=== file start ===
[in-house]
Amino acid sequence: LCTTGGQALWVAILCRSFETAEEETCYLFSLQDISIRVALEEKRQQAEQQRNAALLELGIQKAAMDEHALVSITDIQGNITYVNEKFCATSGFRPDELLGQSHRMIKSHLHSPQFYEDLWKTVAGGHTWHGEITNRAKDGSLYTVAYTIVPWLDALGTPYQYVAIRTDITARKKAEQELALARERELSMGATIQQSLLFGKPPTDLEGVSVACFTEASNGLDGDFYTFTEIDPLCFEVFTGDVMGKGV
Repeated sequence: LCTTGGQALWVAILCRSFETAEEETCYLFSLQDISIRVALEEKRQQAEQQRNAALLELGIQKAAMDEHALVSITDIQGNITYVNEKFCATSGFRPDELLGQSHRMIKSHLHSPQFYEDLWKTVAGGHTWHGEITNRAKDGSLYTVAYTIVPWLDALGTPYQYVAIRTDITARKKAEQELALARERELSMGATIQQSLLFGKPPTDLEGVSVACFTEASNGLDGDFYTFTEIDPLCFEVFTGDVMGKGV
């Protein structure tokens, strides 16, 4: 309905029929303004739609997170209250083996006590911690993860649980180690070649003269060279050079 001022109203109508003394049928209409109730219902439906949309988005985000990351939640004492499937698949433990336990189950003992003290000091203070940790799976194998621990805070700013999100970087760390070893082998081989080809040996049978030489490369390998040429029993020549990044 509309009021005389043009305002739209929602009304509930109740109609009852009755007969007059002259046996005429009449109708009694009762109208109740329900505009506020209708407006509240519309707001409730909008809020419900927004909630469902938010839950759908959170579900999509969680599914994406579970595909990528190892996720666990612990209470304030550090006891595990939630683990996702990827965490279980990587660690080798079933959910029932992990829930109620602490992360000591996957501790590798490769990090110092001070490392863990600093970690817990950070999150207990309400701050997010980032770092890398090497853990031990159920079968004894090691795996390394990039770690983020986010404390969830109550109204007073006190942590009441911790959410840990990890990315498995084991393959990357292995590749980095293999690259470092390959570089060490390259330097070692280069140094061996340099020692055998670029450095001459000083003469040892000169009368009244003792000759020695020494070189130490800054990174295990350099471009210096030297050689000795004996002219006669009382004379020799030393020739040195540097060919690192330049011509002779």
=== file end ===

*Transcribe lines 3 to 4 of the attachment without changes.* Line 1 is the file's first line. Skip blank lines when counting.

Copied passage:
Repeated sequence: LCTTGGQALWVAILCRSFETAEEETCYLFSLQDISIRVALEEKRQQAEQQRNAALLELGIQKAAMDEHALVSITDIQGNITYVNEKFCATSGFRPDELLGQSHRMIKSHLHSPQFYEDLWKTVAGGHTWHGEITNRAKDGSLYTVAYTIVPWLDALGTPYQYVAIRTDITARKKAEQELALARERELSMGATIQQSLLFGKPPTDLEGVSVACFTEASNGLDGDFYTFTEIDPLCFEVFTGDVMGKGV
């Protein structure tokens, strides 16, 4: 309905029929303004739609997170209250083996006590911690993860649980180690070649003269060279050079 001022109203109508003394049928209409109730219902439906949309988005985000990351939640004492499937698949433990336990189950003992003290000091203070940790799976194998621990805070700013999100970087760390070893082998081989080809040996049978030489490369390998040429029993020549990044 509309009021005389043009305002739209929602009304509930109740109609009852009755007969007059002259046996005429009449109708009694009762109208109740329900505009506020209708407006509240519309707001409730909008809020419900927004909630469902938010839950759908959170579900999509969680599914994406579970595909990528190892996720666990612990209470304030550090006891595990939630683990996702990827965490279980990587660690080798079933959910029932992990829930109620602490992360000591996957501790590798490769990090110092001070490392863990600093970690817990950070999150207990309400701050997010980032770092890398090497853990031990159920079968004894090691795996390394990039770690983020986010404390969830109550109204007073006190942590009441911790959410840990990890990315498995084991393959990357292995590749980095293999690259470092390959570089060490390259330097070692280069140094061996340099020692055998670029450095001459000083003469040892000169009368009244003792000759020695020494070189130490800054990174295990350099471009210096030297050689000795004996002219006669009382004379020799030393020739040195540097060919690192330049011509002779």